Even today, planning a solo trip again, and it’s not my first solo trip, I still after all this time get the butterflies in my stomach knowing I will soon be far away from my safety net, and that is O.K.
I even enjoy it now. The fear of the unknown, is not a bad thing. Sometimes the scariest decisions are often the best choices we can make. I know taking that step of planning a solo trip alone is a bit intimidating, but it is liberating as well. You discover a new person inside yourself when planning a solo trip, one that can make a choice, and is not afraid of starting a new path that can lead something wonderful, different, and eye opening. Close your eyes, and jump.
2. The people you meet
When you are planning your first solo trip and then take it, you open yourself up to connections with strangers more so than traveling with a group. Planning a solo trip and going through with it is the same if you show up to an event somewhere in your local town. If you bring a friend with you, you may chat with a few new people here and there, but chances are you end up talking to your friend for most of the time. It limits your interactions with new faces. Not that it is a bad thing, but, say you came alone to the event, chances are you would end up speaking to many different people. There is apprehension, but there is also a freedom to that, that is applied much the same when traveling. You just open your mouth and say Hello. I have met the most amazing friends, and faces striking up conversations in cafes, bars, and even bathrooms.
3. Your own agenda
When I plan a trip for a group, I need to make sure everything is perfect. Flights, hotels, details, restaurants, reviews. I want everyone to have a great time, so I research the hell out of everything. I love doing it, but it becomes exhausting, and when you plan everything, it puts a responsibility for other people’s happiness on your shoulders. If something goes wrong, it is all on you. The restaurant was awful, the train never showed up. The list goes on about what could happen, even in carefully laid plans.
That is why booking your own trip provides so much freedom! If something goes wrong, chances are you can work it out, and you know you did the best you could. You are only responsible for yourself. You have to make a choice, there are no negotiations, or conversations (well, only in your head with yourself), and it could be a simply a decision about where to eat, what to visit, who to talk too. It all relies on you choices, and that is both scary, liberating, and often leads to the road less traveled for some new adventures.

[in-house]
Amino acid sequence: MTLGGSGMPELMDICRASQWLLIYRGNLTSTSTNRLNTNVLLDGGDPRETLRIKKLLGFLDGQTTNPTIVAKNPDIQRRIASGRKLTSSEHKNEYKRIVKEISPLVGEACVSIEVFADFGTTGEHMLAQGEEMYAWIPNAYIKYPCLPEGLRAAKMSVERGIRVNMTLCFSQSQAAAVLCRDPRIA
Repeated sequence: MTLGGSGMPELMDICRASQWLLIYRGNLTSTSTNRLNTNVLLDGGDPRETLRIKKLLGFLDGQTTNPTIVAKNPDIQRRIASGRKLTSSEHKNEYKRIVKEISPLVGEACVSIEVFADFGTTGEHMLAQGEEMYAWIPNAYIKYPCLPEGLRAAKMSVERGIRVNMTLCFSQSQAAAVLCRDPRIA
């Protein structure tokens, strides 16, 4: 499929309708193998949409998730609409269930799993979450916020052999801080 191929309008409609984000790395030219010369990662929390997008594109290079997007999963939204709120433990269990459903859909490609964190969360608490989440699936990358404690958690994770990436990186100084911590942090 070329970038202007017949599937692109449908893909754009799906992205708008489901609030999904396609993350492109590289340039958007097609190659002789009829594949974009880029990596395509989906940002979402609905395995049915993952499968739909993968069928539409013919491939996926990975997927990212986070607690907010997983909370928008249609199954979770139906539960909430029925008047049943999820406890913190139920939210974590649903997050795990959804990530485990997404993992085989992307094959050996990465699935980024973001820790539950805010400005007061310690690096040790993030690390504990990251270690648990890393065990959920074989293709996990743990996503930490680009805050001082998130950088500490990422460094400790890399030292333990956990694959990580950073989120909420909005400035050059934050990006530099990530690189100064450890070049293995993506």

4. Keep your relationships fresh
They say that absence makes the heart grow fonder, and I believe that. Remember when you first met a special someone, a friend, a lover, a spouse? You got to know one another as who you were, an individual at that moment. You had different opinions, and different experiences. Those experiences made up you who you became at that time, and you grew to love each other by delving in, and exploring each others pasts. That one time they broke their ankle, or something silly they did at a party once. You came together as two different people. It is bound to happen however, that when you hang out all the time, that sometimes people can almost merge into one person. It is not a bad thing, but you share the same experiences, you watch the same movies, go to the same events, and things can repeat on a loop. I think it is healthy to retain the person you were, and grow as well (what drew you to that person in the first place?). Your first solo trip is a step in that direction.
Traveling solo keeps it fresh, and adds a layer of trust that is very healthy to any relationship. I love hearing about friends’ and relatives’ traveling adventures, or if my hubby goes away for a few days, and comes back with all sorts of stories that we share together. Never lose who you are deep down, but also be open to growing from self discovery, it is part of what you loved about each other in the first place.
5. Free and feed your soul
The moment I stepped off my last plane in Catania, I felt like I had let something go. There was a feeling of lightness, that is very hard to describe. I felt like I was holding my breath for years, and could finally let it out. We work, clean, plan, support, collect, and repeat in normal day to day life. Taking yourself out of your normal routines and surroundings is very therapeutic, and gives you a perspective on how others live. When I returned home, I felt differently about what I needed to make myself happy. It wasn’t the nice car, or the big house. (which seems to be rooted in our culture as signs of success). Those things weren’t what (at least for me, everyone is different), created happiness. I discovered something watching, and living with people from all walks of life, and they all had a common theme. Live simply, eat well, don’t collect, you don’t need a huge space-you need less stuff, feel the moment, and keep pushing yourself past your comfort zone to find out who you really are, and what brings you your own peace of mind.
So if you have been thinking about planning a solo trip for years, but have been scared to make that first step, just take a deep breath and do it! Looking back, you will only ever regret the opportunities you did not take along your journey. Like they say, life is short, and it isn’t the destination that is the best part of it all, it is the ride along the way!! I hope you enjoyed reading this post, as much as I enjoyed writing it and I especially hope you found some inspiration to start planning a solo trip and start traveling solo as a woman. Get out there already!
Author Marta Mazzoni